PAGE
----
Researchers recently probed the brain circuits involved in schizophrenia.
Recent studies have suggested that some of the symptoms of schizophrenia — such as memory problems, hallucinations, and hyperactivity — may be due to "desynchronized" brain cells.
As yet, however, there has been no biological explanation for this at the cell level.
The investigators, from the University of Geneva in Switzerland, say that the desynchronization is due to deficiency in a type of cell that acts like an orchestra conductor.
When they restored this cell's function in adult mice bred to develop some behavioral symptoms of schizophrenia, the symptoms disappeared.
There is a scientific report on their new findings in a paper that now features in the journal Nature Neuroscience.
Dysfunctional inhibitory neurons
The mouse model consisted of adult mice that were engineered to carry a schizophrenia risk gene and that developed some behavioral symptoms of the disorder.
A comparison of a brain circuit in these mice with those of control, unmodified mice, revealed that in the latter, the thousands of cells in the circuit behaved in a coordinated, synchronized fashion, following a precise time sequence.
The cells in the same circuit of the schizophrenia model mice were just as active but the activity was uncoordinated. This was due to dysfunction in a group of cells known as "inhibitory neurons."
"The organization and synchronization of neural networks," says senior study author Alan Carleton, of the Department of Basic Neuroscience, "is achieved through the intervention of subpopulations of inhibitory neurons, including parvalbumin neurons."
In their schizophrenia mouse model, however, the inhibitory neurons were "much less active," he explains, adding that when there is insufficient "inhibition to control and structure the electrical activity of other neurons in the network, anarchy rules."
Genetic and environmental origins
Schizophrenia is a serious condition that can affect thinking, feeling, behavior, and interaction with others. While symptoms can vary widely from person to person, the disease is long-lasting and often disabling.
A person with schizophrenia experiences psychotic symptoms and can come across as if they are not in touch with reality. They may "hear voices," experience hallucinations and delusions, not express emotions, have disordered thoughts, and believe that others intend to harm them.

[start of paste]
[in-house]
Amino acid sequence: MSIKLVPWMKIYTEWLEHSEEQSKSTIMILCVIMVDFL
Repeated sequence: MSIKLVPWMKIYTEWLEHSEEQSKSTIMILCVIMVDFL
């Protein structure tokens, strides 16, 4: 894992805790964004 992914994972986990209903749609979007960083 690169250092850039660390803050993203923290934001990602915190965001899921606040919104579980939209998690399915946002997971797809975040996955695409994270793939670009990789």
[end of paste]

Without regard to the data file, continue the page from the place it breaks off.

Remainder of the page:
Researchers believe that both genetic and environmental factors contribute to the cause and development of schizophrenia. Many genes have been linked to the disorder, and it is also thought that exposure to certain viruses and problems during birth may also be involved.
Even though treatment and support might help, everyday life can pose a huge challenge for people with schizophrenia, making it hard to lead an independent life, gain qualifications, make and maintain relationships, and secure productive employment.
It is not easy to estimate the prevalence of schizophrenia because of the complexity of the disease and the many ways of diagnosing it. Also, its symptoms often overlap with those of other illnesses, such as bipolar disorder.
For this reason, the estimates are often combined with those of other disorders. These estimates range from 0.25 percent to 0.75 percent of the population.
A mouse model of schizophrenia
To better explore the neural underpinnings of schizophrenia, Carleton and colleagues engineered mice with a gene mutation that is equivalent to one that causes DiGeorge — or 22q11 deletion — syndrome in humans. People with this syndrome are missing dozens of genes in chromosome 22.
Although many gene mutations have been linked to schizophrenia, the researchers chose 22q11 deletion because it "represents the highest genetic risk of developing schizophrenia."
They focused on a neural network in the hippocampus known as the CA1 area, noting that several features of this area are different in the schizophrenia model mice to those of control mice. These features include the "structural and electrophysiological properties" and "functional connectivity with distant brain areas."
They studied the differences in "network dynamics and behavior" of the mouse model and how they responded to attempts to manipulate it by stimulating the parvalbumin inhibitory neurons.
We could restore 'functional brain dynamics'
Stimulating the underactive parvalbumin inhibitory neurons in the adult schizophrenia model mice got the neural network working in sync and sequence like that of the control mice.
This also corrected some of the abnormal behavior of the adult schizophrenia model mice, in that they stopped being hyperactive and did not show memory problems.
The study authors suggest that their findings demonstrate that it is possible to "restore functional brain dynamics and typical behavioral patterns" even in adulthood.
"This is really essential," Carleton explains, noting, "[S]chizophrenia develops in late adolescence, although the neural alterations are most likely present since the neurodevelopmental stage."
He and his team now plan to carry out a similar investigation into schizophrenia that arises from other risk genes.
"According to our results, reinforcing the action of a poorly active inhibitory neuron, even after the brain has developed, could be sufficient to restore the proper functioning of these neural networks, thus making certain pathological behaviors disappear."